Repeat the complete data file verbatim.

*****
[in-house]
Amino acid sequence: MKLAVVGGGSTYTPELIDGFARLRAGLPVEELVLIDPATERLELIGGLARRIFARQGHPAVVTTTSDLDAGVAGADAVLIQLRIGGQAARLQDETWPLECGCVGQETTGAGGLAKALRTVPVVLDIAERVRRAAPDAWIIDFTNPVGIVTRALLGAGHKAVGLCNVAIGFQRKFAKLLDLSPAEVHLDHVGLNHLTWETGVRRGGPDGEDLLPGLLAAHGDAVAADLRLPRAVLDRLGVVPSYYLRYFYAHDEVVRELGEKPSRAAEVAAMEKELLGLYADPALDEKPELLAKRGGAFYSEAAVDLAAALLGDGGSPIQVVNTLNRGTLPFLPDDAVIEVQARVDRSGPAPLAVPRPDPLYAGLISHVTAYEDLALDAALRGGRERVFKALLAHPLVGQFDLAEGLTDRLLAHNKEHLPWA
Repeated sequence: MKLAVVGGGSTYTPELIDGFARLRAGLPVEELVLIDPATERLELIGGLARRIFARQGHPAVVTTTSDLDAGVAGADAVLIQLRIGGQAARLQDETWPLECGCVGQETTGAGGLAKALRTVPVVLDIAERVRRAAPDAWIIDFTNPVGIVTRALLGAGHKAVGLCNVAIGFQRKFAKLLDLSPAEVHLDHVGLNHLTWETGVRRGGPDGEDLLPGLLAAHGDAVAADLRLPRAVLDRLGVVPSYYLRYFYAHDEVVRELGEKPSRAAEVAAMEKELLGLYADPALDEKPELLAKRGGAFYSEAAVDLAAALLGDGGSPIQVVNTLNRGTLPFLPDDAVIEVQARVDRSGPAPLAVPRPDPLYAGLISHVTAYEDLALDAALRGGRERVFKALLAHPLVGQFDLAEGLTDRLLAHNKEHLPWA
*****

[in-house]
Amino acid sequence: MKLAVVGGGSTYTPELIDGFARLRAGLPVEELVLIDPATERLELIGGLARRIFARQGHPAVVTTTSDLDAGVAGADAVLIQLRIGGQAARLQDETWPLECGCVGQETTGAGGLAKALRTVPVVLDIAERVRRAAPDAWIIDFTNPVGIVTRALLGAGHKAVGLCNVAIGFQRKFAKLLDLSPAEVHLDHVGLNHLTWETGVRRGGPDGEDLLPGLLAAHGDAVAADLRLPRAVLDRLGVVPSYYLRYFYAHDEVVRELGEKPSRAAEVAAMEKELLGLYADPALDEKPELLAKRGGAFYSEAAVDLAAALLGDGGSPIQVVNTLNRGTLPFLPDDAVIEVQARVDRSGPAPLAVPRPDPLYAGLISHVTAYEDLALDAALRGGRERVFKALLAHPLVGQFDLAEGLTDRLLAHNKEHLPWA
Repeated sequence: MKLAVVGGGSTYTPELIDGFARLRAGLPVEELVLIDPATERLELIGGLARRIFARQGHPAVVTTTSDLDAGVAGADAVLIQLRIGGQAARLQDETWPLECGCVGQETTGAGGLAKALRTVPVVLDIAERVRRAAPDAWIIDFTNPVGIVTRALLGAGHKAVGLCNVAIGFQRKFAKLLDLSPAEVHLDHVGLNHLTWETGVRRGGPDGEDLLPGLLAAHGDAVAADLRLPRAVLDRLGVVPSYYLRYFYAHDEVVRELGEKPSRAAEVAAMEKELLGLYADPALDEKPELLAKRGGAFYSEAAVDLAAALLGDGGSPIQVVNTLNRGTLPFLPDDAVIEVQARVDRSGPAPLAVPRPDPLYAGLISHVTAYEDLALDAALRGGRERVFKALLAHPLVGQFDLAEGLTDRLLAHNKEHLPWA